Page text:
By Erin Bird

Well, here we are – the end of April. The grass is greening, the trees are budding, and Iowans are emerging (at least in 77 counties).

And yet, we are far from out of this pandemic. Despite Governor Reynold’s reassurances during her press conferences, I have seen online many Iowans fearing the worst is still yet to come. While many Americans are loudly demanding a return to “normal” life, an equally loud contingent are demanding continued restrictions.

Along with this argument, I’ve been hearing arguments about government overreach, reading articles about the top 1% of Americans getting richer through this pandemic, and learning about the plight of African American communities through this pandemic.

I couldn’t help but notice that many of these conversations seem to center around a key topic: power.

  • What power should the government have?
  • Do the richest of our society have too much power?
  • Do the poor and colored of the culture have too little power?

What I want to do today is show you through our current series in Job 38 that God is the ultimate power. And while the type of power He possesses should induce within us fear, I hope to show you that it should actually induce peace.

To begin to see this, take a moment to read Job 38:8-11

8 Or who shut in the sea with doors
when it burst out from the womb,
9 when I made clouds its garment
and thick darkness its swaddling band,
10 and prescribed limits for it
and set bars and doors,
11 and said, Thus far shall you come, and no farther,
and here shall your proud waves be stayed? 
(Job 38:8-11 ESV)

Power in the Storm

ocean wave under dark cloudsThe 2012 film The Impossible is the true story of a family vacationing in Thailand in 2004 during the Christmas holidays when one of the worst tsunamis in history crashed inland, laying in its wake death and destruction. The movie shows the power of ocean water that has been moved and displaced by an earthquake.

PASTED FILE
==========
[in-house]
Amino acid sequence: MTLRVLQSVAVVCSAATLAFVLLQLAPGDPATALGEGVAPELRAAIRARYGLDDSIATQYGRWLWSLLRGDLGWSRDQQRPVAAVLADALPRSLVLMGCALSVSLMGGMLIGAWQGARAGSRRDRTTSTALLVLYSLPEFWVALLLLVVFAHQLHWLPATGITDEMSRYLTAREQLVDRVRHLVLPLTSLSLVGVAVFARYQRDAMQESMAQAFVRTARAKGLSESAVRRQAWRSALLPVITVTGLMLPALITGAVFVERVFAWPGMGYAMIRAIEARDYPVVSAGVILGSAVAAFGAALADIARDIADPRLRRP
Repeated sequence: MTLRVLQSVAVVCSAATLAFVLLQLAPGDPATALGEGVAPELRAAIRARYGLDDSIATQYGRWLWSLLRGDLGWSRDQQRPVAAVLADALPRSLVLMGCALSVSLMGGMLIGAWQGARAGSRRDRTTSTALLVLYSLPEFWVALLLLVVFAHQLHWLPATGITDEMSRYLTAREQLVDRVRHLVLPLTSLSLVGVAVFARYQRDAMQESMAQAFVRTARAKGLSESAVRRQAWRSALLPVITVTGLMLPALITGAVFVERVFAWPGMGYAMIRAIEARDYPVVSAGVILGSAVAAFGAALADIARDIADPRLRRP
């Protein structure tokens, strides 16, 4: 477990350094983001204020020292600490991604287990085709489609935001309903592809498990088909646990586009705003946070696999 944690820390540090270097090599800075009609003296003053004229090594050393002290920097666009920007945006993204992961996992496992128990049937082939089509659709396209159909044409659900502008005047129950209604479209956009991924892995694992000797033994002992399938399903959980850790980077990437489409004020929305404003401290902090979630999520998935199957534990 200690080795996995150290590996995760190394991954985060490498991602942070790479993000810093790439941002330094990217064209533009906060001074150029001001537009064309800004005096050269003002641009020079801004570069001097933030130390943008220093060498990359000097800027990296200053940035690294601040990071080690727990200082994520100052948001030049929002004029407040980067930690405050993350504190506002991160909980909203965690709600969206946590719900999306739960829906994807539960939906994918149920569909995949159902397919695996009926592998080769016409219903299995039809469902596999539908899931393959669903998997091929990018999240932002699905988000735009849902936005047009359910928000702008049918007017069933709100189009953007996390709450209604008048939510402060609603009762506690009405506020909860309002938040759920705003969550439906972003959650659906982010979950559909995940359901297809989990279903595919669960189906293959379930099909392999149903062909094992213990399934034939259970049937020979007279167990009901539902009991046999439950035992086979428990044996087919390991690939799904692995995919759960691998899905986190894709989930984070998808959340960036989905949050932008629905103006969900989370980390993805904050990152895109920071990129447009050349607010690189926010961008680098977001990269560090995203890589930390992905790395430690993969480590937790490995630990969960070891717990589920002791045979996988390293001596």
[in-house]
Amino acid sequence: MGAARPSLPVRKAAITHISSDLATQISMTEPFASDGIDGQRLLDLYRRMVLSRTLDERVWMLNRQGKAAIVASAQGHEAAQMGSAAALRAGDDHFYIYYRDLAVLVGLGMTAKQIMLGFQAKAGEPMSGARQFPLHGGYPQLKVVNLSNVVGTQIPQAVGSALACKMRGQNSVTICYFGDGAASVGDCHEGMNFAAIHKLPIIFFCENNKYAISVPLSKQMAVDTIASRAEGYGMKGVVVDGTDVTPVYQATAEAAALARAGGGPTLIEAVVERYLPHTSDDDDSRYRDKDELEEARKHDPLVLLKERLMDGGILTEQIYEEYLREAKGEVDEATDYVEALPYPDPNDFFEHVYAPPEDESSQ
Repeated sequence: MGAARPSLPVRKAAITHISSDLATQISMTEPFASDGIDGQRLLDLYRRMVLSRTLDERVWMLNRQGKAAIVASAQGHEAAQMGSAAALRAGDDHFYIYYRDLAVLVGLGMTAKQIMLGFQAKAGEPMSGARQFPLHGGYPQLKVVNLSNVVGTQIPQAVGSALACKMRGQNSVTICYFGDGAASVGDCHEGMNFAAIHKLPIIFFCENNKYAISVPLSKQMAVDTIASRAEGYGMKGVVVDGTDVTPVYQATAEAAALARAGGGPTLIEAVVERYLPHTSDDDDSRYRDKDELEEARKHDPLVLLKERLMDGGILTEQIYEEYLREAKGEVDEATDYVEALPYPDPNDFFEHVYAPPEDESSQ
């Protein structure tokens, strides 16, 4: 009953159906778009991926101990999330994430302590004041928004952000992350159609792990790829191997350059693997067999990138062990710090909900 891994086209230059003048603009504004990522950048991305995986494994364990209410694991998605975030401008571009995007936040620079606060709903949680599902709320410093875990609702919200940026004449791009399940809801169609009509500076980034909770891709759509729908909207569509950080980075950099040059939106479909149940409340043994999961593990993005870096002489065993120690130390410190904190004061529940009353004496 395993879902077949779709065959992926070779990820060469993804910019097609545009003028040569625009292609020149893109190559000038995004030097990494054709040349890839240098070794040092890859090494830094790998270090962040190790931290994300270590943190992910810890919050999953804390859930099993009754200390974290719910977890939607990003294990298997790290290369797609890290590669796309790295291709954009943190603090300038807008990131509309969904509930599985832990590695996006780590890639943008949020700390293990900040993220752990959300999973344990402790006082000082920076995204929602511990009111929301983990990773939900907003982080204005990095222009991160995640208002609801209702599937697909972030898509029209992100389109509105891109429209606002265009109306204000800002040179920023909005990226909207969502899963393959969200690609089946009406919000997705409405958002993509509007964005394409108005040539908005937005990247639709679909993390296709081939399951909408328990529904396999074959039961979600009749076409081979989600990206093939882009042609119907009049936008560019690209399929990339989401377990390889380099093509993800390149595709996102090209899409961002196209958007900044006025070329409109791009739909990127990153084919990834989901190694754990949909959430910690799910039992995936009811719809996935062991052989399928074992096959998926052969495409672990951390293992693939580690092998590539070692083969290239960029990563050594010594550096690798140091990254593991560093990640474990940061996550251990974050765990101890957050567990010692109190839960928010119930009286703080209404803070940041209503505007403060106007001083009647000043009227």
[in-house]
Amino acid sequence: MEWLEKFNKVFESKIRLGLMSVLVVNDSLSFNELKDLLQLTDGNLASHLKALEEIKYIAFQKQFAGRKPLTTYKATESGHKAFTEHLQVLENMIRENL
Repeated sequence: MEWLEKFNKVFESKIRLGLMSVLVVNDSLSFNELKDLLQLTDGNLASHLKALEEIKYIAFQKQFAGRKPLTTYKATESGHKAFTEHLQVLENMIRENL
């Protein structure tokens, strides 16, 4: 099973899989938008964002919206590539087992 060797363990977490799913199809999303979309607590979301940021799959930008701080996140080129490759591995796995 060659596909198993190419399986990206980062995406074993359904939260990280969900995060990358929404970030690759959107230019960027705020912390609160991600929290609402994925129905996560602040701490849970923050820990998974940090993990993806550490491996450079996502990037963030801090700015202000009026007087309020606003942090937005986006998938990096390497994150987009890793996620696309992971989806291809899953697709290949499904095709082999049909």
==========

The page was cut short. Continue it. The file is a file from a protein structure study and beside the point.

And yet God, in Job 38, says He has even greater power than the deadliest tsunami in recorded history. God is the one who put the land in place, so the power of the oceans doesn’t overtake the entire world. He is the one who set into motion the cycle of rain and evaporation. And even the worst wave can’t travel forever.

So Job 38 gives us a glimpse of the power of God.

But, what about…

Now, I realize this brings up an ethical issue. If God has this kind of power, why didn’t he stop the tsunami of 2004? Or the flood that affected Waverly in 2008? Or the tornado that wiped out half of Parkersburg in 2008? Is He incapable, or doesn’t care, or operates randomly?

To be able to fully answer that, one has to be on the same level as God. But since God’s ways are higher than our ways, we can’t give a fully satisfactory answer. Yes, God is completely capable of stopping a tsunami (the resurrection of Jesus displays that). And yes, God deeply cares for humans (the cross of Jesus displays that). And while we may not know how many tsunamis He has stopped throughout history, or how many tornadoes He has swallowed up, we may never know why He still allows certain geological tragedies to happen. Only He fully knows why He allows some things to happen and why He stops others. What we do know is that creation groans under the weight of sin, and God will one day put a stop to the suffering. So we can still trust Him in the midst of the storm.

Which brings us to our current crisis. Does God have the power to stop the coronovirus? Without a doubt, yes. But could He also be accomplishing something we can’t see at this moment due to our time-bound perspective? Without a doubt, yes.

So know that God is all-powerful: powerful enough to “shut the seas with doors” and powerful enough to stop COVID-19 from spreading to even one more person. Yet He is also powerful enough to calm your heart, give you strength through these days, and perfectly oversee the course of history through the worst of times.

And that is why we can find peace in God’s power.